One of the teachers of the law came and heard them debating. Noticing that Jesus had given them a good answer, he asked him, “Of all the commandments, which is the most important?”
“The most important one,” answered Jesus, “is this: ‘Hear, O Israel: The Lord our God, the Lord is one. Love the Lord your God with all your heart and with all your soul and with all your mind and with all your strength.’ The second is this: ‘Love your neighbor as yourself.’ There is no commandment greater than these.”
“Well said, teacher,” the man replied. “You are right in saying that God is one and there is no other but him. To love him with all your heart, with all your understanding and with all your strength, and to love your neighbor as yourself is more important than all burnt offerings and sacrifices.”
When Jesus saw that he had answered wisely, he said to him, “You are not far from the kingdom of God.” And from then on no one dared ask him any more questions.
- Mark 12:28-34
“Mine deep enough in every heart and you’ll find it: a longing for meaning, a quest for purpose. As surely as a child breathes, he will someday wonder, ‘What is the purpose of my life?’
“Some search for meaning in a career. ‘My purpose is to be a dentist.’ Fine vocation but hardly a justification for existence. They opt to be a human ‘doing’ rather than a human ‘being.’ Who they are is what they do; consequently they do a lot. They work many hours because if they don’t work, they don’t have an identity.
“For others, who they are is what they have. They find meaning in a new car or a new house or new clothes. These people are great for the economy and rough on the budget because they are always seeking meaning in something they own … Some try sports, entertainment, cults, sex, you name it.
“All mirages in the desert of purpose …
“Shouldn’t we face the truth? If we don’t acknowledge God, we are flotsam in the universe.”
- Max Lucado, In the Grip of Grace
Most normal people would look at the Max Lucado quote and call this post “All Mirages in the Desert of Purpose,” but I have lived in SW Pennsylvania too long.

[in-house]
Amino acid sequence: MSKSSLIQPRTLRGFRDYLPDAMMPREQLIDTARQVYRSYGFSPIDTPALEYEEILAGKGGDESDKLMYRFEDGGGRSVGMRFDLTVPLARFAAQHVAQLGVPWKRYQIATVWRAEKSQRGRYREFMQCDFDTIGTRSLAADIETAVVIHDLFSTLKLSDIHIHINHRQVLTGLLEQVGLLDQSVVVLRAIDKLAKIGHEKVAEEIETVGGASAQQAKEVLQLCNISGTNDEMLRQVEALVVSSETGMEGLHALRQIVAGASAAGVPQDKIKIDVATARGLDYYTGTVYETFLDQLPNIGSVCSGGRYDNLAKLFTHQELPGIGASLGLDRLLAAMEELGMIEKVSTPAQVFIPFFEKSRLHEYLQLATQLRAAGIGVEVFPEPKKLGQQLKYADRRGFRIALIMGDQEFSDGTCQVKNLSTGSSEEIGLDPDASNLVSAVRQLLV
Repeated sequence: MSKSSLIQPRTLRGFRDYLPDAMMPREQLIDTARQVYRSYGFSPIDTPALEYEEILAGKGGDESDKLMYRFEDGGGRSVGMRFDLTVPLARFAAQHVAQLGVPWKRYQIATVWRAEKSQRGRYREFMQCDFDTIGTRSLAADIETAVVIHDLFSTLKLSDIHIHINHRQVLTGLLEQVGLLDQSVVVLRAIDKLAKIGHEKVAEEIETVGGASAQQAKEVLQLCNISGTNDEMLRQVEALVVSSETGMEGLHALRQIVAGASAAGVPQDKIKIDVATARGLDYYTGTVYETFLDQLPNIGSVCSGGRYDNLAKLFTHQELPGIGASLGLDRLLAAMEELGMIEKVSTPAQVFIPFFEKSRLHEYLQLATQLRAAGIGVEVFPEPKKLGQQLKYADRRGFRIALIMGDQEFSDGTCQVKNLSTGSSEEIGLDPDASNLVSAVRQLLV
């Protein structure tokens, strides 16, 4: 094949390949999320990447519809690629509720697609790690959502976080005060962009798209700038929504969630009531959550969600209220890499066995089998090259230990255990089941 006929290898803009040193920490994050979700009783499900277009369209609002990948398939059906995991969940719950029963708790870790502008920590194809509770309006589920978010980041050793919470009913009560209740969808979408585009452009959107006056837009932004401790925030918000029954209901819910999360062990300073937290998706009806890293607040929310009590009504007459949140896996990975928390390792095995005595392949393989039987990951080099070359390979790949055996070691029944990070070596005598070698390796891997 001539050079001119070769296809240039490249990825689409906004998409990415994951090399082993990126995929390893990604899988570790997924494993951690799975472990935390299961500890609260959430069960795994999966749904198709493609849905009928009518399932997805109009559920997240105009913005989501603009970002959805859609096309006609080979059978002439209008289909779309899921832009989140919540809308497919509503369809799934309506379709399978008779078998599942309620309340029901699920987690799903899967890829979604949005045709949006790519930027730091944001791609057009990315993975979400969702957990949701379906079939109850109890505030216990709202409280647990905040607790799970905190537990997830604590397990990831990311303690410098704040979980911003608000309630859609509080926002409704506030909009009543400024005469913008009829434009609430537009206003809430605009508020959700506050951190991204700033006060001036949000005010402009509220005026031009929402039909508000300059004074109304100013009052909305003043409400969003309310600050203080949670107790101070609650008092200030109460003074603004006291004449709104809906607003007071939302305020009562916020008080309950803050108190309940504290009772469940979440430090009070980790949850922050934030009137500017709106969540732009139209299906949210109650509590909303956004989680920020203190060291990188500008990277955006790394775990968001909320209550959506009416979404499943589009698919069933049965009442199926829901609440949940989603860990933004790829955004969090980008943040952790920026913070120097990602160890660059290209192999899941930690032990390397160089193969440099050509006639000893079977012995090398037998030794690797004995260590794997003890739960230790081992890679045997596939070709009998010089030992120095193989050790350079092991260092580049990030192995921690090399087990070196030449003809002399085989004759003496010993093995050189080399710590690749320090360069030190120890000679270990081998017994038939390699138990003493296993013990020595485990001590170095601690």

I think that I was in Thailand for about six weeks, on a visa extension, when my boss asked during a business conference call – my weekly project report – whether my house was flooded. When I said that I lived on a hill, he said that I should call home anyway. He said that no house was safe from the kind of flood that my town was facing. Since there was a tremendous difference in the time, I waited until I got back to the hotel to call my wife – my night to call anyway. She set her alarm to wake up for my every other day phone calls. She woke up early while I was just getting home from our evening dinner. She always asked for a project status update, hoping we would be ahead of schedule and coming home early, and since I had just come back from the evening meal, she needed a cuisine report.
When I asked about the flood, she said, “We are safe, but not the people a block or two below us on the hill.” I was thinking a flood similar to the Noah flood to have that much water, but then she added, “The ground beneath us shifted. An aquifer rushed water into an old coal mine. The coal mine was sealed, so the water found its way to the nearest ventilation shaft that wasn’t sealed. The ventilation shaft was just above the old school that was turned into a retirement home.” I thought, the second ventilation shaft, higher up the hill, was covered, but it was in our back yard. She continued, “The street you usually take going to work does not exist anymore. The street and the houses next to it weren’t flooded by rising water, but by water trying to find its way down the hillside.”